EAU CLAIRE (WQOW) - After shutting its doors March of last year due to the pandemic, the Pablo Center at the Confluence is making plans to reopen later this year.
Because of COVID, the Pablo Center in Eau Claire closed on March 13, 2020, resulting in nearly 100 canceled shows and $5 million in lost revenue from July 2020 through May 2, 2021.
But this fall, the facility will unshutter its doors to host the Broadway musical 'Waitress,' along with hundreds of other in-person events.
"We've planned a really incredible Season 4 with over 400 incredible events. And we feel that in October, we're going to be safe to open with no physical distancing requirements internal to the space. Watching what we're seeing in the state of Minnesota who hopes to remove all of their restrictions by July 1, we feel really comfortable opening in October, and you're going to see Broadway for the very first time," said Executive Director Jason Jon Anderson.
Safety protocols continue to evolve, but by October 1, officials plan to have no seating restrictions and hope to fill every seat.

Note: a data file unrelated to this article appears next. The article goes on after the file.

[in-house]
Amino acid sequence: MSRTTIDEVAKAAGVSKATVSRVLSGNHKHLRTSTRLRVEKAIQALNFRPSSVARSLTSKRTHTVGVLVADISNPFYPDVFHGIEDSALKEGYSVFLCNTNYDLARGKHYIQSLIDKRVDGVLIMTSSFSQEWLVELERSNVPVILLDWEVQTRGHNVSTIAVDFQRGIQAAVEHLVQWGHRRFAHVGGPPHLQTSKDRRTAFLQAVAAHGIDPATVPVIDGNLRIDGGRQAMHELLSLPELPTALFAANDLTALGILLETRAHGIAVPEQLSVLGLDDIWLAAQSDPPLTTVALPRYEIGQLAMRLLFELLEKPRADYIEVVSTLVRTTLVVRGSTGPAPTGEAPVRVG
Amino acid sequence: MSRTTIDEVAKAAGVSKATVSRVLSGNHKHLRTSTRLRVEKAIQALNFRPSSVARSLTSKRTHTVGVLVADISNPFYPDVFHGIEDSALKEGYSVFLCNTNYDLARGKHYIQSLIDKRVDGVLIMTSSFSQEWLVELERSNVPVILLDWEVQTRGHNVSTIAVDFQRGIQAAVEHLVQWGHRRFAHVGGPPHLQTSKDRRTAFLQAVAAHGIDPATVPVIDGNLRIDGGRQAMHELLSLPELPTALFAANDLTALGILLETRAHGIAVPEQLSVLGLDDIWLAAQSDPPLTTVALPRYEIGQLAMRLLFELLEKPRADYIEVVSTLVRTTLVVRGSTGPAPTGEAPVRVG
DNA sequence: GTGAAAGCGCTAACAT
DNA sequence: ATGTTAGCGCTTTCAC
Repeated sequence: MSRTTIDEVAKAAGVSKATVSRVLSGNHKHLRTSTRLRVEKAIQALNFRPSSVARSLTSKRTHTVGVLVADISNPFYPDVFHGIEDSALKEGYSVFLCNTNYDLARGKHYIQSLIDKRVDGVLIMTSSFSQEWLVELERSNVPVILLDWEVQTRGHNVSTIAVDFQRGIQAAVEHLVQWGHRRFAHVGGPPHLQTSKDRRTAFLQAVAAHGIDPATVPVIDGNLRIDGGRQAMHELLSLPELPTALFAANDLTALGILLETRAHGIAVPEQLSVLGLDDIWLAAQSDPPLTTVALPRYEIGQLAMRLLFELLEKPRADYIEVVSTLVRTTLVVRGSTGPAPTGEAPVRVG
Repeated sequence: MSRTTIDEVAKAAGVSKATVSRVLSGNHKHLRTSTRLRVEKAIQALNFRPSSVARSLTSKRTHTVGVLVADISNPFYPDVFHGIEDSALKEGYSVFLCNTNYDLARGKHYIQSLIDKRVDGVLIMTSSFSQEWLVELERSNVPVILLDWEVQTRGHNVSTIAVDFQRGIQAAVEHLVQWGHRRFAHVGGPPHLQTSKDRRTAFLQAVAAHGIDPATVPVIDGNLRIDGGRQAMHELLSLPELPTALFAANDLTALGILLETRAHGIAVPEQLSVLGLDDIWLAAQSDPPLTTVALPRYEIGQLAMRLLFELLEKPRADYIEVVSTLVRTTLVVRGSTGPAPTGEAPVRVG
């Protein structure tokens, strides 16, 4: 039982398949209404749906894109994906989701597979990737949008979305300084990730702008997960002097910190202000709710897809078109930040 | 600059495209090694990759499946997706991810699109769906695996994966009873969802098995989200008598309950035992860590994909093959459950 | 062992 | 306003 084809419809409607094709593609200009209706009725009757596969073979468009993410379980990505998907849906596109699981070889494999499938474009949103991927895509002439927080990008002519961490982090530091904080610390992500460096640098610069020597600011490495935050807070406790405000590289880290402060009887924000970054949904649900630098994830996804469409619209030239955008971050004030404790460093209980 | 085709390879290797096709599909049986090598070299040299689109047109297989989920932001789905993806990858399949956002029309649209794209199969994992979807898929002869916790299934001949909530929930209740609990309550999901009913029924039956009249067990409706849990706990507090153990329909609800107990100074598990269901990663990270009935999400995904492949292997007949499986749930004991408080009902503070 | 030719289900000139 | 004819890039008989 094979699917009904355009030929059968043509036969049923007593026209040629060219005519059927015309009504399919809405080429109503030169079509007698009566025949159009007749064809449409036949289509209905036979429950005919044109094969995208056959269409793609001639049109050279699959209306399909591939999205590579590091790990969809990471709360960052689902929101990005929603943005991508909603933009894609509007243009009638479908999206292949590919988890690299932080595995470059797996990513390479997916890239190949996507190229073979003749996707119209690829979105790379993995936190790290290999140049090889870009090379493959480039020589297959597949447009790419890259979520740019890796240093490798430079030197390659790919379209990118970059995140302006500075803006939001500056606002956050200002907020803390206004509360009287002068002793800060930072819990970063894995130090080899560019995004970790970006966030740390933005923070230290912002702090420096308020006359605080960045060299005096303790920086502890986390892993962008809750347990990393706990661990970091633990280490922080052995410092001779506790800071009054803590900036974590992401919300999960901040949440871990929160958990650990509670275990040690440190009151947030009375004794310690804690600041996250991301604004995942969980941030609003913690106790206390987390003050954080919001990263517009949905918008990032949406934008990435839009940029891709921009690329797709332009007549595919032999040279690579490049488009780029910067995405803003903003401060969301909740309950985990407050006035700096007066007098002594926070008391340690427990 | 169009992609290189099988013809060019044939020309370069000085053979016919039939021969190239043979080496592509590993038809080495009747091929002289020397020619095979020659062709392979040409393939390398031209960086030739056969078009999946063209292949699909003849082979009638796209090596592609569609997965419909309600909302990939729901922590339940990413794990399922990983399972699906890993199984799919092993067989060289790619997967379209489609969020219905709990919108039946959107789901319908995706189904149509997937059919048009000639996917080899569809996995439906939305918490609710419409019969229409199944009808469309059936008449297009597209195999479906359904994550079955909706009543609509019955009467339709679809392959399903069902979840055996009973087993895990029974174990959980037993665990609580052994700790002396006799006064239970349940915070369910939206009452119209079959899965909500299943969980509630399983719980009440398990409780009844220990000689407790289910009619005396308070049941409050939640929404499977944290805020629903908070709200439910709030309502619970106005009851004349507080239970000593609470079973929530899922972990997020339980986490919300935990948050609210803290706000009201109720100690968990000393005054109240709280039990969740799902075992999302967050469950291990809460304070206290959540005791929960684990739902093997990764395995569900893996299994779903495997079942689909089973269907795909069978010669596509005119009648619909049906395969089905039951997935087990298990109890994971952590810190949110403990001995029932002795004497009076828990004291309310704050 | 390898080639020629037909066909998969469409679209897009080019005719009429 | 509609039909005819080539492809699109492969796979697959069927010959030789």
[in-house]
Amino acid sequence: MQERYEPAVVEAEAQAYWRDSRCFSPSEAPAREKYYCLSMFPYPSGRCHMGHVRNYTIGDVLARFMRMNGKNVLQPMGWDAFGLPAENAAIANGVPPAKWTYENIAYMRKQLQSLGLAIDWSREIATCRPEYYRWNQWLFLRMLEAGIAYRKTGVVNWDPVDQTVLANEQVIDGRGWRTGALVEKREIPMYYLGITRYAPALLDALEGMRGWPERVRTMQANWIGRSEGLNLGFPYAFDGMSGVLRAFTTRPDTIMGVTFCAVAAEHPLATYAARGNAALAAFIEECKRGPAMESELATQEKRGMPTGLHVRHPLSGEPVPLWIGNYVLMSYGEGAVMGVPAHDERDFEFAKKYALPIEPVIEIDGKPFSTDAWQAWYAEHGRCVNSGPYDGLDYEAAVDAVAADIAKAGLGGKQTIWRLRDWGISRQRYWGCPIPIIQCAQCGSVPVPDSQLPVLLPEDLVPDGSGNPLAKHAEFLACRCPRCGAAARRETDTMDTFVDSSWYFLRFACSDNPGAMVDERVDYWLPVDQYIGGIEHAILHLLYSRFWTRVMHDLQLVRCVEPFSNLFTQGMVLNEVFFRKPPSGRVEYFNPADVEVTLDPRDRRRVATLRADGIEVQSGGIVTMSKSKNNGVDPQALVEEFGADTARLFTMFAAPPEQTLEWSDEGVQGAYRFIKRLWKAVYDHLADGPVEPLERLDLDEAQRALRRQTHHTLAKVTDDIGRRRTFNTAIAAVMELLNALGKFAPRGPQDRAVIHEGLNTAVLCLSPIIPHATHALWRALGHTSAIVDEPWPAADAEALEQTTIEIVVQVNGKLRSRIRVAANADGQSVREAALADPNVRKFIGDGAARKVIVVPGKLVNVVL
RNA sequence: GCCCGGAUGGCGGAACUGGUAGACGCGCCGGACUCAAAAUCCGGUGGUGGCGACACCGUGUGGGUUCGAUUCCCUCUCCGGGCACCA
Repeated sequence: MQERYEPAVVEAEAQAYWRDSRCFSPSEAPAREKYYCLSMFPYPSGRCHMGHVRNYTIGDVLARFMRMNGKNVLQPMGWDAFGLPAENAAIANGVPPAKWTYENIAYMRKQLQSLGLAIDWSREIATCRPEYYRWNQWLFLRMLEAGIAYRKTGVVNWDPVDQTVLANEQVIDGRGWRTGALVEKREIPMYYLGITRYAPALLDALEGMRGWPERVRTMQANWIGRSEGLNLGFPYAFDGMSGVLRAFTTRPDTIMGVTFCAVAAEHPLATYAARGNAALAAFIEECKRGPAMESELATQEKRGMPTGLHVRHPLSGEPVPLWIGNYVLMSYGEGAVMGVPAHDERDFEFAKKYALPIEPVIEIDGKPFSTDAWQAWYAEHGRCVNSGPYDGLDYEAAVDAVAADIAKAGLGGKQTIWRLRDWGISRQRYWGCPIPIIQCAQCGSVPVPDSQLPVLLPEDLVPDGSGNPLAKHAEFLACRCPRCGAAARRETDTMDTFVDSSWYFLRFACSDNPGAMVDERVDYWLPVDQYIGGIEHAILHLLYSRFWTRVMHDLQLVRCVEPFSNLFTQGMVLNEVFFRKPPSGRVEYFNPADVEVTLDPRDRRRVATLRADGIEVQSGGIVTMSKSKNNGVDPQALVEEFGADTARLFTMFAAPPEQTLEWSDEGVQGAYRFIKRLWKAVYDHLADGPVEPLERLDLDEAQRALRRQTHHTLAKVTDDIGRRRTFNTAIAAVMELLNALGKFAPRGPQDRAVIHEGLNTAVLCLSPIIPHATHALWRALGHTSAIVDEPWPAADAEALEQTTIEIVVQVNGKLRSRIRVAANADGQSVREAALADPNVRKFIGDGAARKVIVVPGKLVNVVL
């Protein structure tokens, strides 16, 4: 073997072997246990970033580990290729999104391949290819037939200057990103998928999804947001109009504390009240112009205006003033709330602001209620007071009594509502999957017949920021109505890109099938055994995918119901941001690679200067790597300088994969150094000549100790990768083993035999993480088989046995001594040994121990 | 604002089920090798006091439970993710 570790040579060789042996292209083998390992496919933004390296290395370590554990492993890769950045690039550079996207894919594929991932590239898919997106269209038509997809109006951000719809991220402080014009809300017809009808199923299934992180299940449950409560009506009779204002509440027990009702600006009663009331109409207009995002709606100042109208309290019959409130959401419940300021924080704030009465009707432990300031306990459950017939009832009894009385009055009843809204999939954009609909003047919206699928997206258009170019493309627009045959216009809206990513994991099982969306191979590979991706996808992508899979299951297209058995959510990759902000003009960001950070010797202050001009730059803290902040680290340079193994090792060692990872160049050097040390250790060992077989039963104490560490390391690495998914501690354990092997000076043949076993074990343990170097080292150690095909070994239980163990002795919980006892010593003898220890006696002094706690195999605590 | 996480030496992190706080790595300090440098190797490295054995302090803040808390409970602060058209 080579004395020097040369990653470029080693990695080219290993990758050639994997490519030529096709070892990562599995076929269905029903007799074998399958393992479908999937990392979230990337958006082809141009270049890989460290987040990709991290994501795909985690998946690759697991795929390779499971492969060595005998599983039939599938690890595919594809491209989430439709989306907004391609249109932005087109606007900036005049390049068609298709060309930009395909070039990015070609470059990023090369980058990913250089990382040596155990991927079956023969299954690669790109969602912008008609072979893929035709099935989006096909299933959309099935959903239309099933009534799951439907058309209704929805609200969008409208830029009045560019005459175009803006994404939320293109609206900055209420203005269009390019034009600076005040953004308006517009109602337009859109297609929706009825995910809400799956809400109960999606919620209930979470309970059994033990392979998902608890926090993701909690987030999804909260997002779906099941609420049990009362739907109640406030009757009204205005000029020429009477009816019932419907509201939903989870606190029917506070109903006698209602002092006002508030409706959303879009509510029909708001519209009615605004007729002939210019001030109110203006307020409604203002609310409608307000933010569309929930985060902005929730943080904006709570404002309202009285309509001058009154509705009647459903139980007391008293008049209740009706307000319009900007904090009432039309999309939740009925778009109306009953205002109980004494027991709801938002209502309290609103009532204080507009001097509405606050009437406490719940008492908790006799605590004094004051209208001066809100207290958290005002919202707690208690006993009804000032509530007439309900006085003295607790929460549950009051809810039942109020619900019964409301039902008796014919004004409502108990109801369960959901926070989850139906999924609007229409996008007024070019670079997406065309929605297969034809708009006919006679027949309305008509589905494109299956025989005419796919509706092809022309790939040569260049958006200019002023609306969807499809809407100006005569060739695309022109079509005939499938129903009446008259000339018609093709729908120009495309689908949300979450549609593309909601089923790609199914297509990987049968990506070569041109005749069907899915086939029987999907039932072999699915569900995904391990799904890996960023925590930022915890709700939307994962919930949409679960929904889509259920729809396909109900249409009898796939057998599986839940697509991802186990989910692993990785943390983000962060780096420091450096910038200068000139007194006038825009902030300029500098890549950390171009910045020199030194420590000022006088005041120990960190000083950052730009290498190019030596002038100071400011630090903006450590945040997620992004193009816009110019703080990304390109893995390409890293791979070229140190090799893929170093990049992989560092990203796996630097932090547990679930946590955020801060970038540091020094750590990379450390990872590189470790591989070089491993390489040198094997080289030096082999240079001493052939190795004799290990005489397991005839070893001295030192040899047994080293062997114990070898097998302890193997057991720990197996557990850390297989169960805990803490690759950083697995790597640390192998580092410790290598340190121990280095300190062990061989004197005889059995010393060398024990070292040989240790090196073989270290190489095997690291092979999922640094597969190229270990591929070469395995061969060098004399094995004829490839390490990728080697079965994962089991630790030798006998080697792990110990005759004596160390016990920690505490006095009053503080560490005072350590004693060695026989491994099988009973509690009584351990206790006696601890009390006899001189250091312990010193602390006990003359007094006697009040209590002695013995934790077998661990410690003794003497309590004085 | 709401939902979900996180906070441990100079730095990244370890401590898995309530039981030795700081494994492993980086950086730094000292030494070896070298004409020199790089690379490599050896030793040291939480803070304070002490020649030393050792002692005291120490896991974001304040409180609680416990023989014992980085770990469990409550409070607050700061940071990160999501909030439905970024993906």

When it comes to masking, the Pablo Center will ask staff and patrons to follow the guidelines of that time.
Either way, leaders are eager to welcome people back.
"Oh my goodness. After sitting dark for a year and knowing that we get to return and sort of drive revenue back into this community, we are so excited to be back," Anderson said. "We hope the community is excited to welcome us back. For every dollar that's spent inside Pablo Center, $12 are spent in the surrounding community."
The Pablo Center currently has 20 staff members, but it needs 160 by the time it reopens, including workers for the bar, box office, and back of house tech.
Anderson adds that Charlie Berens' performances in December sold out within two days, so they even added a third showtime, but that quickly sold out as well.
For a list of upcoming events, visit pablocenter.org/all-events.
Editor's Note: Pablo staff told News 18 that for all three shows of Charlie Berens, there are actually a few single seats available, which they still consider a sold-out show.